Album Review: Josiah Johnson – Every Feeling On A Loop

Old school fans of The Head and The Heart – you’re in for a treat. Josiah Johnson is back in the music scene with the release of his first ever solo record, Every Feeling On A Loop. While in many ways this album marks a departure from his time with The Head and the Heart, it also feels like a return to what we loved the most about his past work: soaring melodies sung with bittersweet candor, cathartic choruses settling into moments of quiet vulnerability, and the gentle, familiar croon of Johnson’s baritone. It’s a record that feels like coming home again.

But it wasn’t an easy road home for Johnson. After leaving The Head And The Heart due to his struggles with addiction, he almost quit music altogether: “I let it go and I said, I’m not going to play music anymore. I don’t have a relationship with it anyways,” Johnson commented in an interview with Sound & Vision. “And then, pretty quickly, I started doing the thing that I have done for most of my post adolescent life, which is write songs to figure out what my feelings were. And then I started writing songs and not worrying about whether or not they were good enough. And it just started making sense again.”

The record explores Johnson’s long, winding road to recovery: mending broken relationships, learning to speak up and ask for help, and celebrating his identity as a musician, a friend, a lover, and a member of the queer community. There really aren’t many analogies or metaphors hiding his message: he shares his story openly and offers some kernels of wisdom that he’s learned along the way. Although simple, his lyrics are refreshingly frank, holding the colloquial wisdom of an older brother passing along advice to his younger siblings. And given how much he’s been through these last few years, he has a lot of advice to offer.

Thematically, the album emphasizes the importance of accountability: holding yourself responsible for your life decisions, your wellbeing, and the way you navigate your relationships. This is why the album feels so unique. We often hear songs about relationships falling apart, but it’s rare to hear a song investigating how and why your own behavior may have contributed to this fallout. With humility and compassion, Johnson owns up to his mistakes, and accepts that some bridges will burn, but others can be salvaged.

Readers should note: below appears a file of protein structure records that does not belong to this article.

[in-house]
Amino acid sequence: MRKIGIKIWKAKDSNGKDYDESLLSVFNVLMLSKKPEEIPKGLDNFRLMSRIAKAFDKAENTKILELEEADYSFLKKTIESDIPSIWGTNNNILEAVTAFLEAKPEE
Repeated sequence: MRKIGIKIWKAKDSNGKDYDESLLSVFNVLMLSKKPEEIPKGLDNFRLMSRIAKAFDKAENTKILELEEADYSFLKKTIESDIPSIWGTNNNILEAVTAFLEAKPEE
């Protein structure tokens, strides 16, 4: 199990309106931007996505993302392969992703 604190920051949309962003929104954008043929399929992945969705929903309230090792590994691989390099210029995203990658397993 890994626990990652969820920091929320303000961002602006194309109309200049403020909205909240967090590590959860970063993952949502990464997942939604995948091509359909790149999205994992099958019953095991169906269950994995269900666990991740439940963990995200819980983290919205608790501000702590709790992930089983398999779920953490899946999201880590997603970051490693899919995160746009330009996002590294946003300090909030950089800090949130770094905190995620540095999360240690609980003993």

We see this in “I Wish I Would,” one of the highlights of the album. In his symphonic folk ballad, Johnson looks at how he used to push people away and avoid saying how he felt, which ultimately ended up hurting himself and his relationships: “I stick my head in the sand / Hope it all goes away / Like I always have” he sings with resignation, before breaking into a heartbreaking refrain: “I wish I had been ready for you / We could’ve done all those things that lovers do / But I wouldn’t let you in / You had to wait in the dark / All of those years wondering when it would start.” In “Nobody Knows,” he turns inward and compares himself to a “potted plant” needing watering: an image that may seem a little silly, but one that carries a very sincere message about the importance of self-care.

Every Feeling On A Loop is about healing, and the record itself has a healing effect. There’s something about the intimacy in Josiah’s vocals when he sings, “The world’s not going to end if you do not get your way, my friend,” that feels like an old friend embracing you after years spent apart. The instrumentation has a similar effect, wrapping the listener in a quilt of colorful textures, lush musical arrangements, and rich harmonies. Cellos, horns, and tambourines light up the record, creating scenes of reconciliation, heartache, and self-love on his road to recovery.

Every Feeling On A Loop has the grandiose sweep of a Sufjan Stevens record with the accessibility of The Lumineers. Filled to the brim with exuberance, euphoria, and love, Johnson’s lust for life radiates through the album. Josiah, we’ve missed you. Welcome back.

Gemma Laurence

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